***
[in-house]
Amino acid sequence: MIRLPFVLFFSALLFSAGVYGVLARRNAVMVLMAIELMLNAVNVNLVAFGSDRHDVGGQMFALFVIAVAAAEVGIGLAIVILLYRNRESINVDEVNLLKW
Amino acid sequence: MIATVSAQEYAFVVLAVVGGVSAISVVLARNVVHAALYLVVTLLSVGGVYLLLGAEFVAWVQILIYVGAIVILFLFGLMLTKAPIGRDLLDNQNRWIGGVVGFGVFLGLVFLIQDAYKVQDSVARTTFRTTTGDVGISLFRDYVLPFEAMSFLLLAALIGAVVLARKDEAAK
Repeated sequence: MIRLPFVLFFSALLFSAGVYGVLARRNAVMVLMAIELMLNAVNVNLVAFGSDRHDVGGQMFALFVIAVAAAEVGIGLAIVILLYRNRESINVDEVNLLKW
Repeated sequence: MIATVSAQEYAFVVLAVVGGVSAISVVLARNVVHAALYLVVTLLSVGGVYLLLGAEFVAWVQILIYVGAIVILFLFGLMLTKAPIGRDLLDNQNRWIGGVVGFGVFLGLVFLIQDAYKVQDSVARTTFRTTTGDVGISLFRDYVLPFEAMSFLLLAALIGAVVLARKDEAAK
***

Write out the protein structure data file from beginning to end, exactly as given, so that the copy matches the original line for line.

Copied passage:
[in-house]
Amino acid sequence: MIRLPFVLFFSALLFSAGVYGVLARRNAVMVLMAIELMLNAVNVNLVAFGSDRHDVGGQMFALFVIAVAAAEVGIGLAIVILLYRNRESINVDEVNLLKW
Amino acid sequence: MIATVSAQEYAFVVLAVVGGVSAISVVLARNVVHAALYLVVTLLSVGGVYLLLGAEFVAWVQILIYVGAIVILFLFGLMLTKAPIGRDLLDNQNRWIGGVVGFGVFLGLVFLIQDAYKVQDSVARTTFRTTTGDVGISLFRDYVLPFEAMSFLLLAALIGAVVLARKDEAAK
Repeated sequence: MIRLPFVLFFSALLFSAGVYGVLARRNAVMVLMAIELMLNAVNVNLVAFGSDRHDVGGQMFALFVIAVAAAEVGIGLAIVILLYRNRESINVDEVNLLKW
Repeated sequence: MIATVSAQEYAFVVLAVVGGVSAISVVLARNVVHAALYLVVTLLSVGGVYLLLGAEFVAWVQILIYVGAIVILFLFGLMLTKAPIGRDLLDNQNRWIGGVVGFGVFLGLVFLIQDAYKVQDSVARTTFRTTTGDVGISLFRDYVLPFEAMSFLLLAALIGAVVLARKDEAAK